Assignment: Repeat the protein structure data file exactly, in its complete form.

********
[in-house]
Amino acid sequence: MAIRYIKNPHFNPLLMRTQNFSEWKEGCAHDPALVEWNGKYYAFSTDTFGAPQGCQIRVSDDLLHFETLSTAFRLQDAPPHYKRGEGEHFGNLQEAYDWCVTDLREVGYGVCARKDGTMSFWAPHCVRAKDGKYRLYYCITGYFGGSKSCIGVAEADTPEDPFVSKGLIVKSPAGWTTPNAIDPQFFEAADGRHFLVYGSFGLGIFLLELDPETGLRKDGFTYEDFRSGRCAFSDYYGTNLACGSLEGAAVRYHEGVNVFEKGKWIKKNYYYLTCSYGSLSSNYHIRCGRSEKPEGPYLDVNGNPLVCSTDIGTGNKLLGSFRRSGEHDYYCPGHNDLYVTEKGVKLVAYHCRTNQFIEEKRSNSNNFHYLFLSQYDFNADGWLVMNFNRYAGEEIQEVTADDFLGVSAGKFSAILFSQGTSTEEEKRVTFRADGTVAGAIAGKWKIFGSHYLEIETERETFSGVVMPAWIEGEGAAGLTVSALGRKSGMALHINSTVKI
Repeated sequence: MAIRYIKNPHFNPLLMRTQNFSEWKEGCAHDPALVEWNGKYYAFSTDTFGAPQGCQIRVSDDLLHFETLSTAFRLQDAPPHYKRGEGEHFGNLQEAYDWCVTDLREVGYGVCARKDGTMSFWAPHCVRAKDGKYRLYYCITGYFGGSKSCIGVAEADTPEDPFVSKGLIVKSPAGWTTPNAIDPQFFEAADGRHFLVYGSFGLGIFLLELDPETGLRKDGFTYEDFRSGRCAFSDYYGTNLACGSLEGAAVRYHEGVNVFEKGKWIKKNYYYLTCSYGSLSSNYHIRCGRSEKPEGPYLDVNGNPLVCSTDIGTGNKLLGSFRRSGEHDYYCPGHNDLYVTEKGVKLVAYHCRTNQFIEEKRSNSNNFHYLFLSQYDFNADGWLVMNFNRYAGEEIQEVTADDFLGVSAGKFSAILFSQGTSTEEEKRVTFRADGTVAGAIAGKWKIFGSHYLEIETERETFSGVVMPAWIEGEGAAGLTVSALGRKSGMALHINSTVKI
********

[in-house]
Amino acid sequence: MAIRYIKNPHFNPLLMRTQNFSEWKEGCAHDPALVEWNGKYYAFSTDTFGAPQGCQIRVSDDLLHFETLSTAFRLQDAPPHYKRGEGEHFGNLQEAYDWCVTDLREVGYGVCARKDGTMSFWAPHCVRAKDGKYRLYYCITGYFGGSKSCIGVAEADTPEDPFVSKGLIVKSPAGWTTPNAIDPQFFEAADGRHFLVYGSFGLGIFLLELDPETGLRKDGFTYEDFRSGRCAFSDYYGTNLACGSLEGAAVRYHEGVNVFEKGKWIKKNYYYLTCSYGSLSSNYHIRCGRSEKPEGPYLDVNGNPLVCSTDIGTGNKLLGSFRRSGEHDYYCPGHNDLYVTEKGVKLVAYHCRTNQFIEEKRSNSNNFHYLFLSQYDFNADGWLVMNFNRYAGEEIQEVTADDFLGVSAGKFSAILFSQGTSTEEEKRVTFRADGTVAGAIAGKWKIFGSHYLEIETERETFSGVVMPAWIEGEGAAGLTVSALGRKSGMALHINSTVKI
Repeated sequence: MAIRYIKNPHFNPLLMRTQNFSEWKEGCAHDPALVEWNGKYYAFSTDTFGAPQGCQIRVSDDLLHFETLSTAFRLQDAPPHYKRGEGEHFGNLQEAYDWCVTDLREVGYGVCARKDGTMSFWAPHCVRAKDGKYRLYYCITGYFGGSKSCIGVAEADTPEDPFVSKGLIVKSPAGWTTPNAIDPQFFEAADGRHFLVYGSFGLGIFLLELDPETGLRKDGFTYEDFRSGRCAFSDYYGTNLACGSLEGAAVRYHEGVNVFEKGKWIKKNYYYLTCSYGSLSSNYHIRCGRSEKPEGPYLDVNGNPLVCSTDIGTGNKLLGSFRRSGEHDYYCPGHNDLYVTEKGVKLVAYHCRTNQFIEEKRSNSNNFHYLFLSQYDFNADGWLVMNFNRYAGEEIQEVTADDFLGVSAGKFSAILFSQGTSTEEEKRVTFRADGTVAGAIAGKWKIFGSHYLEIETERETFSGVVMPAWIEGEGAAGLTVSALGRKSGMALHINSTVKI